It’s been a month since former Saskatoon resident Audun Klath has been able to check on his home in Fort McMurray.
His house was one of the lucky ones left standing in one of the hardest hit areas of Stone Creek.
“There’s really only seven duplexes left standing in our neighbourhood,” Klath told CKOM News.
“There’s two to three hundred homes destroyed. It’s definitely not a friendly place to be right now.”
He spent much of Thursday trying to get into his area after some confusion as to whether he was able to access it.
He was told a number of times that he would be able to check on his home; but when he got to his neighbourhood, he was told he wouldn’t be able to gain access.
In fact, re-entry into his area was supposed to be delayed.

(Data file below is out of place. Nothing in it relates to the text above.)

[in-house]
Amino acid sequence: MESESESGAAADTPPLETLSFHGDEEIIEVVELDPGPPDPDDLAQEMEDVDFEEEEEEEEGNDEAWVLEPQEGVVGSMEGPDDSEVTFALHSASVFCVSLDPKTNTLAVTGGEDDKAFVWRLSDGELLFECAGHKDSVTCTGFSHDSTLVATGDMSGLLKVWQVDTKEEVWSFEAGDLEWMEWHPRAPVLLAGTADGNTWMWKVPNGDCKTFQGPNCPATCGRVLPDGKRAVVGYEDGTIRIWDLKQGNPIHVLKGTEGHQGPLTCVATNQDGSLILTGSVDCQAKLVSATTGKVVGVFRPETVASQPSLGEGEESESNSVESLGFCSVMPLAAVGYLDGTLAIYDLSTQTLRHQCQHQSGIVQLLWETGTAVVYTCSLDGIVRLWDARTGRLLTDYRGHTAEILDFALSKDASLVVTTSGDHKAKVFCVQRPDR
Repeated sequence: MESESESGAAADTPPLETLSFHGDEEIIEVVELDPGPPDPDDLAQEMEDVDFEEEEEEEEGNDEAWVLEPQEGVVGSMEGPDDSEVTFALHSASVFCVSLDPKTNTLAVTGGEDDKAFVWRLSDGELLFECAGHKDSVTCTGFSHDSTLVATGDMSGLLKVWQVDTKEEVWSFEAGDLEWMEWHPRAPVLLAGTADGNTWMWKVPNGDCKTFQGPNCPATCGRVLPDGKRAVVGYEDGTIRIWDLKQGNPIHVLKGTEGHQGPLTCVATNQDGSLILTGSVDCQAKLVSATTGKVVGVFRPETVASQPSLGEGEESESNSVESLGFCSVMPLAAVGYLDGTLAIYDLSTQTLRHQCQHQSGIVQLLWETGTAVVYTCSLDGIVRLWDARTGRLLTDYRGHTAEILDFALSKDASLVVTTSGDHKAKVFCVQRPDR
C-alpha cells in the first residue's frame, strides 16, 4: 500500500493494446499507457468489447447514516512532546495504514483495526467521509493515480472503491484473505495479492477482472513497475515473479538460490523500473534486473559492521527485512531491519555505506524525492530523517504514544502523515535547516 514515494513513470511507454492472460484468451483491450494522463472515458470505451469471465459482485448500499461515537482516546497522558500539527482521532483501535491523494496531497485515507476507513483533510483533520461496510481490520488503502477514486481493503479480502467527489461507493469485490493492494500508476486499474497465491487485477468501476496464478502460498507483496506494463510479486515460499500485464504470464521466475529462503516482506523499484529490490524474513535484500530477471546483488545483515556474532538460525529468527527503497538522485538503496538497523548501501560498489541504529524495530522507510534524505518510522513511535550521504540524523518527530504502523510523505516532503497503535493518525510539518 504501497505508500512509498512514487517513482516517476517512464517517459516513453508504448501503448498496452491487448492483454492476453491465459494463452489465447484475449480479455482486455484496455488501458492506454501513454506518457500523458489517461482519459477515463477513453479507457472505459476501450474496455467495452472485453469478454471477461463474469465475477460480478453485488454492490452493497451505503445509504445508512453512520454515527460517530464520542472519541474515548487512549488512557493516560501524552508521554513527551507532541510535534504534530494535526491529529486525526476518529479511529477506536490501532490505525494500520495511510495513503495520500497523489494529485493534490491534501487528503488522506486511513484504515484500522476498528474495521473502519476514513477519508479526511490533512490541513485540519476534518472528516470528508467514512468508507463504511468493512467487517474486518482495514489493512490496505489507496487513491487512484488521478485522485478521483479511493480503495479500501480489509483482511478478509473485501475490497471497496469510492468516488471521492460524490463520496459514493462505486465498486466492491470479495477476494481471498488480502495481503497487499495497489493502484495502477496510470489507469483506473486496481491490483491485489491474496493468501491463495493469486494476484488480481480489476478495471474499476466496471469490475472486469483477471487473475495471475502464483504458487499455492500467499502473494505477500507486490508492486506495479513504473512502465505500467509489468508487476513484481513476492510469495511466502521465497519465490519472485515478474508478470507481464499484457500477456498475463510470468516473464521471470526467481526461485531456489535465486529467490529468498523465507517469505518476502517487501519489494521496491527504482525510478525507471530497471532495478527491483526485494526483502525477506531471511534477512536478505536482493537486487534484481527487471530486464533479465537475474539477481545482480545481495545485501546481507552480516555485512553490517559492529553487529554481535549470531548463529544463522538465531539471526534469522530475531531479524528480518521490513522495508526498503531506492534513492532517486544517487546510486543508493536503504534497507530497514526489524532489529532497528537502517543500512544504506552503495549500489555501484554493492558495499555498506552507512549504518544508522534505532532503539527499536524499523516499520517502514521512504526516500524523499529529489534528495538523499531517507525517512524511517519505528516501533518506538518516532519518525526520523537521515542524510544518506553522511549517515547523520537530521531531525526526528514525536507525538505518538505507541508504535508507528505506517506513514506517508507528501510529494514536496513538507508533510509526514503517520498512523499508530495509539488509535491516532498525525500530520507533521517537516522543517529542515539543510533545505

Eventually, Klath was able to get 20 minutes to grab whatever he could. Because of the chemical toxins in the air he was forced to wear a mask, safety glasses and gloves.
“My dad gave me a hockey stick that my grandfather gave him from the 1930’s or 40’s; that’s just something you can’t replace, so I’m glad that wasn’t destroyed,” he said.
He was also able to fill a suitcase and a bin of other important items for his family.
Remarkably, Klath said the inside of his home his relatively unscathed; the outside is a different story.
“The vinyl siding on the one side is like a waterfall,” Klath said.
“It’s dripping right off. Bulldozers knocked my wife’s car off the side of our driveway to save our home. That’s completely destroyed.”
While Klath returns to Saskatchewan where he and his family are staying for the time being, they can’t wait to get back home to Fort McMurray.
“We’ve had our good day and we’ve had our bad days. I was born and raised in Saskatoon and I’m proud to be from there, but Fort McMurray is our home. It’ll be nice to eventually get back.”